This book has been super popular for a while now and I haven't even read any of the reviews (which are apparently mixed), but I was very drawn in by the premise. Four young siblings visit a fortune teller who reveals the dates of their deaths, and the novel follows them through their lives. That was all I knew - it's intriguing, but would the story live up to this idea?

The novel begins with a chapter introducing us to the siblings when they were between the ages of 7 and 13. In descending age, they are Varya, Daniel, Klara, and Simon. One of them heard from a friend that a mysterious woman told her family when her grandmother would die, and it gave them all an opportunity to say goodbye to her and be prepared. The kids were intrigued and I think it was Daniel who convinced the others that they needed to visit this woman. They tracked her down and she took them into her apartment one by one and told them what they wanted to know.

The next four sections follow each of the siblings. First, Simon, who leaves home at the age of 16 for San Francisco in 1978 where he becomes a dancer. Then Klara, who follows her passion to be a magician. In the third section we learn that Daniel is a doctor who works for the military. Finally, Varya is a scientist studying longevity. Although they don't discuss their dates and sometimes seem to forget that visit altogether, it becomes clear that the choices they make - and their ultimate fates - are influenced by that information.

Although it's this idea that holds the story together, much of the pleasure is in reading about the lives of the siblings and becoming immersed in their worlds. And they're all so different. Simon's story is of a young man finally free of his family, who finds the gay community in San Francisco and revels it in. He originally goes there with Klara, who is driven to pursue magic, refining her art and finding a partner in life and business in a man named Raj. She struggles between her artistic vision and the kind of performance that will earn them a living. Daniel was most elusive character to me. We meet adult Daniel when he has been suspended from his job. He evaluates people going into the military to determine whether or not they are fit to serve. He does his job honestly, but it's clear his superiors want as many people approved to serve as possible. This event, combined with a visit from someone investigating the death of one of his siblings, sets him off in a downward spiral. Throughout most of the book we don't hear a lot about Varya; but it is her story that I think will stick with me. She works in a lab performing longevity experiments on monkeys, but it is clear she is also trying to control every little variable in her own life too. She's obsessed with cleanliness and order to an unhealthy degree, and holds secrets she has kept buried for quite a long time.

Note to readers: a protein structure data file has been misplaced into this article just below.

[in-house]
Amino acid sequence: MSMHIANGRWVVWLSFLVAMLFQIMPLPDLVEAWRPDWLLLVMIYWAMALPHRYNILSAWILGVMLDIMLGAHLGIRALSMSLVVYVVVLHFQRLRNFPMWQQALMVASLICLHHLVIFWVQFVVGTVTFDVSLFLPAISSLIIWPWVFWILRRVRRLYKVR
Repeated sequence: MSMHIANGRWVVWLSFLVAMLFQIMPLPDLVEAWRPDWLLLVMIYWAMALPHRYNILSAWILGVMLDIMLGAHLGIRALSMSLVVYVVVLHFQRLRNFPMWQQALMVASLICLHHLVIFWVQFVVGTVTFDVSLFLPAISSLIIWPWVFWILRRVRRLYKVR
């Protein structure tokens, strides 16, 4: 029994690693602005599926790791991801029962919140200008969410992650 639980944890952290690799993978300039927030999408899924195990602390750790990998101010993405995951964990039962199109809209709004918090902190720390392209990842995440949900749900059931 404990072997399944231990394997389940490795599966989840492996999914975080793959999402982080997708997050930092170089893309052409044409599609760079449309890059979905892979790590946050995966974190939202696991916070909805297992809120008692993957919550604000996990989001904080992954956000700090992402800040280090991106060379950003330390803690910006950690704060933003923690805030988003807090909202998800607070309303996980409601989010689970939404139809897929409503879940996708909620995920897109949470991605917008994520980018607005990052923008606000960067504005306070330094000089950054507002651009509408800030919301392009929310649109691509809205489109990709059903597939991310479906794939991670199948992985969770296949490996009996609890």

You could be the kind of person who believes in fate and read this book and think, yes, the woman was right. The dates of their deaths were predetermined. Or you could be a skeptic and think that they made sure - consciously or unconsciously - that they'd die on the dates they held in their heads. It really gives one a lot to think about.

(Side note: I love the cover. If I'm going to be honest, that was part of what made me want to read it.)

In the end, it absolutely lived up to my expectations. I think it would be great to discuss with a book group too, because you can really spend a lot of time going in circles about destiny and causation and how much control you really have over the trajectory of your life. Fascinating.

Monday, May 14, 2018

The Wedding Date

The Wedding Date by Jasmine Guillory (2018), narrated by Janina Edwards

Drew Nichols is in town for his ex-girlfriend's wedding, and his date has cancelled, leaving him to attend alone. But then he gets stuck in an elevator with a stranger, Alexa Monroe, who agrees to pose as his fake girlfriend for the weekend. They have a great time together, after which they both return to their normal lives - his as a pediatric surgeon, and hers as chief of staff to the mayor of Berkley. The weekend stays with them though, and soon they're traveling back and forth most weekends to see each other. But is it just a bit of fun, or something more?

Drew is not the boyfriend type. In fact, he almost always breaks off relationships just when they're getting good. Unfortunately for him, Alexa learns this from some of his exes and tries to preemptively get out of the relationship (is it even a relationship?) before she gets hurt. This is the main point of tension in the story: Drew's reputation as a commitment-phobe vs. their need to be together. There are other, more minor, tensions as well. Alexa is black and Drew is white, and it takes him a bit to realize she would really like to know if she's going to be the only black person at events they attend together. (Oh, not to mention some of the stupid things some of his white acquaintances say to her!) Plus Drew doesn't understand the importance of the youth-at-risk program Alexa is trying to get started because he doesn't realize that some kids really have more privilege than others based on circumstances entirely beyond their control, like race. He's also a terrible communicator. To be honest, he's kind of a jerk? I mean, he's a bit insensitive and more than a bit oblivious.

He's basically a good guy though, and he makes Alexa happy. I do think she's too good for him, but that didn't detract from my enjoyment of their story. And I found their relationship believable. Their problems weren't based on ridiculous neuroses but realistic problems like poor communication and not knowing what each other actually wants out of the relationship.